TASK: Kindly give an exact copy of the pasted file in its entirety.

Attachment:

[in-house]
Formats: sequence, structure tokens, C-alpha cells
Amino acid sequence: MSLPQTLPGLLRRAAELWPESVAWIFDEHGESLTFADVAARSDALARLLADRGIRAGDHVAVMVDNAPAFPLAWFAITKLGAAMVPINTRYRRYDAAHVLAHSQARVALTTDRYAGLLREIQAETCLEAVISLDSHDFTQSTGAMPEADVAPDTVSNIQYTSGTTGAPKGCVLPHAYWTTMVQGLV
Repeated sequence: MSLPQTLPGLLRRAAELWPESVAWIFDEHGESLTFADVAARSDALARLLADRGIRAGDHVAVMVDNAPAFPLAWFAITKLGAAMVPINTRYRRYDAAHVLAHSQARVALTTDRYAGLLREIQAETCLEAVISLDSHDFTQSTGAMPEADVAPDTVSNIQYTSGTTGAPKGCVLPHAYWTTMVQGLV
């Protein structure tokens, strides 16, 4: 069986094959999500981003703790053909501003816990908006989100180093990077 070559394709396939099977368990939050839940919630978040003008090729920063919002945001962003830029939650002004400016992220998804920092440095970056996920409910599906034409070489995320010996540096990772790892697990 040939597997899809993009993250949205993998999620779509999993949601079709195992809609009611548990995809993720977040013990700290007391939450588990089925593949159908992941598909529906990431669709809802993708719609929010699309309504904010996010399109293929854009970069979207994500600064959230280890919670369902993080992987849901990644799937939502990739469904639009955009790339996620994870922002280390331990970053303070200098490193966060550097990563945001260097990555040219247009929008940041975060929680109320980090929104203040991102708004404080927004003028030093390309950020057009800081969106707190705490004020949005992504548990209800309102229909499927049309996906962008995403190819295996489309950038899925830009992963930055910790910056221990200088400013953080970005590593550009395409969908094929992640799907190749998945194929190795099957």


[in-house]
Formats: sequence, structure tokens, C-alpha cells
Amino acid sequence: MSLPQTLPGLLRRAAELWPESVAWIFDEHGESLTFADVAARSDALARLLADRGIRAGDHVAVMVDNAPAFPLAWFAITKLGAAMVPINTRYRRYDAAHVLAHSQARVALTTDRYAGLLREIQAETCLEAVISLDSHDFTQSTGAMPEADVAPDTVSNIQYTSGTTGAPKGCVLPHAYWTTMVQGLV
Repeated sequence: MSLPQTLPGLLRRAAELWPESVAWIFDEHGESLTFADVAARSDALARLLADRGIRAGDHVAVMVDNAPAFPLAWFAITKLGAAMVPINTRYRRYDAAHVLAHSQARVALTTDRYAGLLREIQAETCLEAVISLDSHDFTQSTGAMPEADVAPDTVSNIQYTSGTTGAPKGCVLPHAYWTTMVQGLV
């Protein structure tokens, strides 16, 4: 069986094959999500981003703790053909501003816990908006989100180093990077 070559394709396939099977368990939050839940919630978040003008090729920063919002945001962003830029939650002004400016992220998804920092440095970056996920409910599906034409070489995320010996540096990772790892697990 040939597997899809993009993250949205993998999620779509999993949601079709195992809609009611548990995809993720977040013990700290007391939450588990089925593949159908992941598909529906990431669709809802993708719609929010699309309504904010996010399109293929854009970069979207994500600064959230280890919670369902993080992987849901990644799937939502990739469904639009955009790339996620994870922002280390331990970053303070200098490193966060550097990563945001260097990555040219247009929008940041975060929680109320980090929104203040991102708004404080927004003028030093390309950020057009800081969106707190705490004020949005992504548990209800309102229909499927049309996906962008995403190819295996489309950038899925830009992963930055910790910056221990200088400013953080970005590593550009395409969908094929992640799907190749998945194929190795099957």